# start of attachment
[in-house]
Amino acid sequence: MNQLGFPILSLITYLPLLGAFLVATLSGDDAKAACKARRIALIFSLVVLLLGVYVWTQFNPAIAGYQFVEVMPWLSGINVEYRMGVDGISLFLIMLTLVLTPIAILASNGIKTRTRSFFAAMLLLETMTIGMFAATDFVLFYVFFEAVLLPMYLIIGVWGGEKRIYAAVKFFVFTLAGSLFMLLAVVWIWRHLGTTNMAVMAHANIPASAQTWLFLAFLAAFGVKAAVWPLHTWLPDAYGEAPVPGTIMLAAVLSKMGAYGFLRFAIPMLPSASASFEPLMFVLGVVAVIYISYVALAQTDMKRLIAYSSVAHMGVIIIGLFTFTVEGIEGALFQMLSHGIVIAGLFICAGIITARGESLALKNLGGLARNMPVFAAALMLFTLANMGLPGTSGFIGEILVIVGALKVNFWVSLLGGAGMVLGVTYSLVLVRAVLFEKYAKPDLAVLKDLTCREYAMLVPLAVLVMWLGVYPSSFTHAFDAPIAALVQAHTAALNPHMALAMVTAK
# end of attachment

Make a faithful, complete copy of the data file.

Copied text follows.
[in-house]
Amino acid sequence: MNQLGFPILSLITYLPLLGAFLVATLSGDDAKAACKARRIALIFSLVVLLLGVYVWTQFNPAIAGYQFVEVMPWLSGINVEYRMGVDGISLFLIMLTLVLTPIAILASNGIKTRTRSFFAAMLLLETMTIGMFAATDFVLFYVFFEAVLLPMYLIIGVWGGEKRIYAAVKFFVFTLAGSLFMLLAVVWIWRHLGTTNMAVMAHANIPASAQTWLFLAFLAAFGVKAAVWPLHTWLPDAYGEAPVPGTIMLAAVLSKMGAYGFLRFAIPMLPSASASFEPLMFVLGVVAVIYISYVALAQTDMKRLIAYSSVAHMGVIIIGLFTFTVEGIEGALFQMLSHGIVIAGLFICAGIITARGESLALKNLGGLARNMPVFAAALMLFTLANMGLPGTSGFIGEILVIVGALKVNFWVSLLGGAGMVLGVTYSLVLVRAVLFEKYAKPDLAVLKDLTCREYAMLVPLAVLVMWLGVYPSSFTHAFDAPIAALVQAHTAALNPHMALAMVTAK